Whilst I rate this episode as a good one I am afraid I cannot join the line of people praising this as a great top level episode. This is the first part of a two part story and in my opinion the second part, The Doctor Falls, is great while this part is a good strong episode but with flaws that hold it back a bit.

As a test to see if Missy is able to become good the Doctor hides in the TARDIS while Missy goes out with Nardole and Bill on board an incredibly massive spaceship that has sent out a distress call. Missy hams it up pretending to be 'Doctor Who' with very comedic dialogue and performances all round. Then they discover the ship is trying to break free of the gravitational pull of a black hole and encounter a crew member (who happens to be a blue alien) who wants to kill any humans so threatens Bill with a gun. The Doctor steps in and tries to speak to him but the crew member is in terror of things coming up in the lift from lower decks due to sensing the presence of a human. He ignores the Doctor's pleas and shoots Bill.

This is where I have a problem with the episode. The Doctor talks to the alien at close range and fails to stop him shooting Bill. While violence is usually not the Doctor's way I found it a bit lame that he could have stopped the alien firing the gun and failed to do so. Later the Doctor uses Venusian Aikido on the same guy (a throwback to the 3rd Doctor) so if he had done that earlier Bill would not be shot. OK sometimes people are afraid to act in case the gun goes off so I can forgive it but it was possible for the Doctor to step between them easily but he allowed Bill to get shot in a rather unconvincing way I thought.

The shooting of Bill also is problematic because Steven Moffatt has had so many cop outs where he 'kills' companions or the Doctor only to undo it somehow. Therefore Bill's shocking death is less shocking because I felt straight away a cop out was coming. Sure enough Bill is kept alive as the creatures who come up in the lift take her and perform surgery which turns out to be the start of a conversion into a Cyberman. Converting Bill into a Cyberman is a horrible fate but at the end of the following episode Bill is eventually converted into an alien by 'the pilot' and able to continue a different life. Therefore it is essentially another cop out and reversal of an apparent death. I was actually happy Bill was rescued as I love Bill but Moffatt has 34 of these faked deaths that get reversed so it is just repetitive and lame that Moffatt never comes up with different endings for characters and never stands by killing off a companion. It lessens the impact of the apparently awful fate of Bill.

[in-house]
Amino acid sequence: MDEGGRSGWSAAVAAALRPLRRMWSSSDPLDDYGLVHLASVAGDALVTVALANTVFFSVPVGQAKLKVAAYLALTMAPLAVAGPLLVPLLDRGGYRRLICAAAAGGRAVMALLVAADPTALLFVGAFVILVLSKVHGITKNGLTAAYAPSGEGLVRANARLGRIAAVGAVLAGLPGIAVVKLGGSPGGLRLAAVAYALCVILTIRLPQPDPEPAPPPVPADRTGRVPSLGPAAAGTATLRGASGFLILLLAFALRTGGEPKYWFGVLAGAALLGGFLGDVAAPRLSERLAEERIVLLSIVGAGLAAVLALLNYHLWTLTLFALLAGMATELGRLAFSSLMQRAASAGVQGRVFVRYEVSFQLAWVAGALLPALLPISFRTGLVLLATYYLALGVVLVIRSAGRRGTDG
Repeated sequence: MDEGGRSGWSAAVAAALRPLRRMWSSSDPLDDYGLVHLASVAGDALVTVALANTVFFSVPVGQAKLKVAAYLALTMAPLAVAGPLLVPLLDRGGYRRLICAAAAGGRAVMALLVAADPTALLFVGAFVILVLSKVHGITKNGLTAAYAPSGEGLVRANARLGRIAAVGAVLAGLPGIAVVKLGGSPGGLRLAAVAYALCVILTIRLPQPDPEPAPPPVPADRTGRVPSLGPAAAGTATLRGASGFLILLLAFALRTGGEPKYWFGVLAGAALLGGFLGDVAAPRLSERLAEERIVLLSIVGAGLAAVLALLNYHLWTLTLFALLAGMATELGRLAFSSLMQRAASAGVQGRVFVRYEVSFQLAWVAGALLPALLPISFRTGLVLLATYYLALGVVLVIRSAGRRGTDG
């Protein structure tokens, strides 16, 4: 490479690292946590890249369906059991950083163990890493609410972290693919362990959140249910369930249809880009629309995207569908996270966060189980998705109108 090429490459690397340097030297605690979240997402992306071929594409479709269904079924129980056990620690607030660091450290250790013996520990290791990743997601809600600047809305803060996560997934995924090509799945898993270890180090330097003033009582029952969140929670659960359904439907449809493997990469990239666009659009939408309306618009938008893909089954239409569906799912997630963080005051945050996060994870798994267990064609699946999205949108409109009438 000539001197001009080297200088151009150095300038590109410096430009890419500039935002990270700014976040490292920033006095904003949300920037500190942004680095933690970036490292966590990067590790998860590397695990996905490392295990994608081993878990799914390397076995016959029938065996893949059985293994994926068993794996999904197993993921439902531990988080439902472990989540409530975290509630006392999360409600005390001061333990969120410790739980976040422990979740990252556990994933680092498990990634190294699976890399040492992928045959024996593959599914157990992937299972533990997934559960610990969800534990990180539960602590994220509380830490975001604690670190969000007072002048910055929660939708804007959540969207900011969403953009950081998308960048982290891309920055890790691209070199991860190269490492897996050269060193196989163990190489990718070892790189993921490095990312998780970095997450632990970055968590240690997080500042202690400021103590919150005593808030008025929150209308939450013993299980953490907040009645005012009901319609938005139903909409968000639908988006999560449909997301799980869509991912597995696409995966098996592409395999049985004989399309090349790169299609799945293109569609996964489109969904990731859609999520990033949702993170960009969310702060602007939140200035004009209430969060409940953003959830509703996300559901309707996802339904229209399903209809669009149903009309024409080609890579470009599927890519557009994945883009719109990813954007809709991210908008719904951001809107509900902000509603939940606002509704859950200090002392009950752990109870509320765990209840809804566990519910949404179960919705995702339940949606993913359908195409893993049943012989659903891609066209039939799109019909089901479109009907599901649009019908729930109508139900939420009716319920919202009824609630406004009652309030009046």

In addition, the Cybermen arrive despite the crew member shooting Bill and just take her away without harming the rest of them so why was the crew member so terrified and what was the point of shooting Bill? It was just for shock value.

The size of the ship is so enormous it seems unlikely and the way the ship is trapped causing time to move slower at the top of the ship than at the bottom is yet another timey wimey contrivance in Moffatt's long list. It is an interesting science fiction idea but it is hard for me to be convinced by the Master's plans, staying at the other end of the ship manipulating Cybermen whilst disguised as a kind of hospital porter (a rather old fashioned caricature character) and spending 10 long years in disguise tricking Bill before fully converting her. Why would he waste 10 years playing a character just to trick Bill? Why was Bill not fully converted straight away? It would upset the Doctor equally if he found she had been living as a Cyberman for 10 years waiting for him as it does when he arrives just after her conversion. The plot is just to create a way of telling a story with the Master getting a dramatic reveal at the end. That is the epitome of contrivance. A better plot would be to have the Master get a big reveal at the start and have him in full Master performance manipulating and creating the Cybermen, including converting Bill, in order to defeat the Doctor and escape from the ship in the Doctor's TARDIS. The plot Moffatt has written makes little sense to me. The Master's plan is not sensible, it is just put together for shocks and twists.

I still rate the episode a very good 8/10 though because despite the plot, the contrivances and usual Moffatt cop outs there is a lot to admire in the episode so I do not overreact to the negative aspects, I still appreciate the positives.

The acting is great. Peter Capaldi, Pearl Mackie, Matt Lucas and Michelle Gomez are tremendous. Missy is a far better character this series allowing Gomez's talent to shine and the character has great grey areas of good and evil. Once the Master reveals his true identity we start to get John Simm at his best, developing his Master characterisation into a more traditional Master like Roger Delgado's version. The dialogue and the acting throughout, apart from the stereotype hospital porter disguise, is terrific.

The horribly creepy prototype Cybermen are hard hitting and morbidly unpleasant for a family show but it just about treads the fine line and is superbly chilling for adult viewers. I was thrilled to get the return of the original Mondasian Cybermen with their effective, unique voices and retro look. The back story of a genesis for them is really interesting and powerfully horrifying in how Moffatt and talented director Rachel Talalay present it on screen.

There is horror, suspense, drama and visual flair along with the awesome acting and some strong dialogue. The plot is the thing that detracts for me. Thankfully I saw no such flaws in part 2 of the story The Doctor Falls.

This episode 8/10. The Doctor Falls 9.5/10, Average rating for 2 part story: 8.75/10.